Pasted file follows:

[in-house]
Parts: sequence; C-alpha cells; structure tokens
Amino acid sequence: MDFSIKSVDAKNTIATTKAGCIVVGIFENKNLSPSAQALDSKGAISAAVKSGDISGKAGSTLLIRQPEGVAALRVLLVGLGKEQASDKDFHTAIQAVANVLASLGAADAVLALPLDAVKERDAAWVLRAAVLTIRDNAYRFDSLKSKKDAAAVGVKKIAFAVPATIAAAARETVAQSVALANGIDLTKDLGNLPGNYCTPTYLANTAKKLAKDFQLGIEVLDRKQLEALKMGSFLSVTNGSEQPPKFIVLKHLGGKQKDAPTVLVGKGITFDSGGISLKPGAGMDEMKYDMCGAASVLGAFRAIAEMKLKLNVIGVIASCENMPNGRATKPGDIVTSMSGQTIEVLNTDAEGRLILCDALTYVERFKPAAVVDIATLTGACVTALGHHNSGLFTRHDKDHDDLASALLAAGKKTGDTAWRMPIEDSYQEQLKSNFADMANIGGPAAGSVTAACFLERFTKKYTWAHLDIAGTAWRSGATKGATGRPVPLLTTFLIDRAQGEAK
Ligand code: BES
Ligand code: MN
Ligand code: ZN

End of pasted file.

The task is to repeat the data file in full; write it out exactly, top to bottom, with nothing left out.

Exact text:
[in-house]
Parts: sequence; C-alpha cells; structure tokens
Amino acid sequence: MDFSIKSVDAKNTIATTKAGCIVVGIFENKNLSPSAQALDSKGAISAAVKSGDISGKAGSTLLIRQPEGVAALRVLLVGLGKEQASDKDFHTAIQAVANVLASLGAADAVLALPLDAVKERDAAWVLRAAVLTIRDNAYRFDSLKSKKDAAAVGVKKIAFAVPATIAAAARETVAQSVALANGIDLTKDLGNLPGNYCTPTYLANTAKKLAKDFQLGIEVLDRKQLEALKMGSFLSVTNGSEQPPKFIVLKHLGGKQKDAPTVLVGKGITFDSGGISLKPGAGMDEMKYDMCGAASVLGAFRAIAEMKLKLNVIGVIASCENMPNGRATKPGDIVTSMSGQTIEVLNTDAEGRLILCDALTYVERFKPAAVVDIATLTGACVTALGHHNSGLFTRHDKDHDDLASALLAAGKKTGDTAWRMPIEDSYQEQLKSNFADMANIGGPAAGSVTAACFLERFTKKYTWAHLDIAGTAWRSGATKGATGRPVPLLTTFLIDRAQGEAK
Ligand code: BES
Ligand code: MN
Ligand code: ZN